I knew we were geographically separated, so weekly meetings or casual run-ins would not be part of the experience. I figured he was extremely busy and likely traveled a great deal, so there would probably be times when he would not be immediately available. All that was okay with me. In reality, I found Ed to be accessible via phone and e-mail. He shared great stories with me about his experiences at NASA over the years. He not only allowed me to “watch and learn,” but encouraged me to “ask and participate.” On more than one occasion, he prompted me to ask questions and let him know if I wanted to participate in an activity he was involved with or working on. My expectations were not only met, but exceeded.

From this mentoring experience, I learned to “reach for it.” NASA is a place where “reaching for it” happens on a daily basis, whether it is reaching to launch a vehicle into space, land a rover on Mars, or become one of the best places to work in the federal government.

Step Five. Lesson Learned.  From this mentoring experience, I learned to “reach for it.” NASA is a place where “reaching for it” happens on a daily basis, whether it is reaching to launch a vehicle into space, land a rover on Mars, or become one of the best places to work in the federal government. My “reach” was to connect with Ed Hoffman and do all I could to listen and learn. Ed supported my reach and strengthened it by inviting me into his professional network, encouraging me to participate, and making time to be accessible to answer questions and offer suggestions for navigating the organization.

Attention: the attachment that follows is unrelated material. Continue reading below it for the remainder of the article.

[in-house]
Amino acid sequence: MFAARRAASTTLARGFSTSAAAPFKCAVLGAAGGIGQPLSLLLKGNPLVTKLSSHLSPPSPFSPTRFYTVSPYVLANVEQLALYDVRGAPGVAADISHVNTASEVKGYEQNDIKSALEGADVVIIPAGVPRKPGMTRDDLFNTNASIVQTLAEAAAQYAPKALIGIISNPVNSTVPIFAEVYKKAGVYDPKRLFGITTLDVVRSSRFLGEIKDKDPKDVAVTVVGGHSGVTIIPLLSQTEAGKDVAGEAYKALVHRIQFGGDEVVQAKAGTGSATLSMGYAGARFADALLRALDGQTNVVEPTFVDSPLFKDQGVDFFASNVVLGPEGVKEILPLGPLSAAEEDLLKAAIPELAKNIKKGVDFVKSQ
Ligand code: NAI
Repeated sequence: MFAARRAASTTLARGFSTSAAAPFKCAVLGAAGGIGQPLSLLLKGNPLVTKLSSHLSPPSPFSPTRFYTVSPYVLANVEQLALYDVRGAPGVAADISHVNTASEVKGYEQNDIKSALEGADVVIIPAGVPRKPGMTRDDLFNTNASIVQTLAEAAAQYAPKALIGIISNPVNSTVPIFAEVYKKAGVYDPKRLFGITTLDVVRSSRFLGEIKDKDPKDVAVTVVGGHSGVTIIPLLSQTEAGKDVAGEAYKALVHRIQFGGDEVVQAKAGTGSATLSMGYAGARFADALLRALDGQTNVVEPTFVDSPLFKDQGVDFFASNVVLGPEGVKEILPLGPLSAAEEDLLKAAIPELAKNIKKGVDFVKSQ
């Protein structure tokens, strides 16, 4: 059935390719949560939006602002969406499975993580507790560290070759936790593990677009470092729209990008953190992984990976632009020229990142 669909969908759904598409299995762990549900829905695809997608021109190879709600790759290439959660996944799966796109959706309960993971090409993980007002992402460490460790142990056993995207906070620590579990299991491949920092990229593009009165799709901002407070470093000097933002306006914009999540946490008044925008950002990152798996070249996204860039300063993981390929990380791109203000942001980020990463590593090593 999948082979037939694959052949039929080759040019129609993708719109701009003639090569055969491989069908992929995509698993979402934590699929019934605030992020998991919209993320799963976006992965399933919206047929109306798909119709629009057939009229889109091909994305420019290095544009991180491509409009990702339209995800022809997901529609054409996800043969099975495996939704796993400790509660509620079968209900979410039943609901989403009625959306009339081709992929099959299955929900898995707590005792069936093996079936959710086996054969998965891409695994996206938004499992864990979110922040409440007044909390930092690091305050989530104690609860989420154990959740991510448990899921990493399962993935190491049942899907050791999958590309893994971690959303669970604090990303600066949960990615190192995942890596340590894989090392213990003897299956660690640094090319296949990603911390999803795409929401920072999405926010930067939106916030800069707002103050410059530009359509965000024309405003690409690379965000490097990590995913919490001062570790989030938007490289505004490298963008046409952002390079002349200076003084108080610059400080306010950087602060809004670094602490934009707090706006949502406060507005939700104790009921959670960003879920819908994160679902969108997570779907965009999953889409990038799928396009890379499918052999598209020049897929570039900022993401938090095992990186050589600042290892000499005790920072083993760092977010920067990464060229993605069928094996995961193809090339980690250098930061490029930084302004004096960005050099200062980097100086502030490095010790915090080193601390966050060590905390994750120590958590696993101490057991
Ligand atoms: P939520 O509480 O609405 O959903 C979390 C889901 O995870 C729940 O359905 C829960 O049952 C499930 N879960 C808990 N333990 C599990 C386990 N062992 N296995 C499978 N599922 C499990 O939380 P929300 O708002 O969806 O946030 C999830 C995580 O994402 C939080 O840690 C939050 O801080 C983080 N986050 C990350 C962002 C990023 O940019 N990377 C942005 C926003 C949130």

Step Six. Thanks I would like to thank Ed for mentoring me this past year; my supervisors, Richard Flaisig and Seth Harbaugh, for supporting my participation in the program; and NASA for supporting employees with professional growth and learning opportunities. Mentoring programs like this one make me optimistic that NASA will continue to develop knowledge, which leads to innovations that help the agency realize its vision: To reach for new heights and reveal the unknown, so that what we do and learn will benefit all humankind.

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About the Author(s)

Natalie Henrich

Natalie Henrich serves as the Scientific and Technical Information manager of the Logistics and Technical Information Division at Glenn Research Center.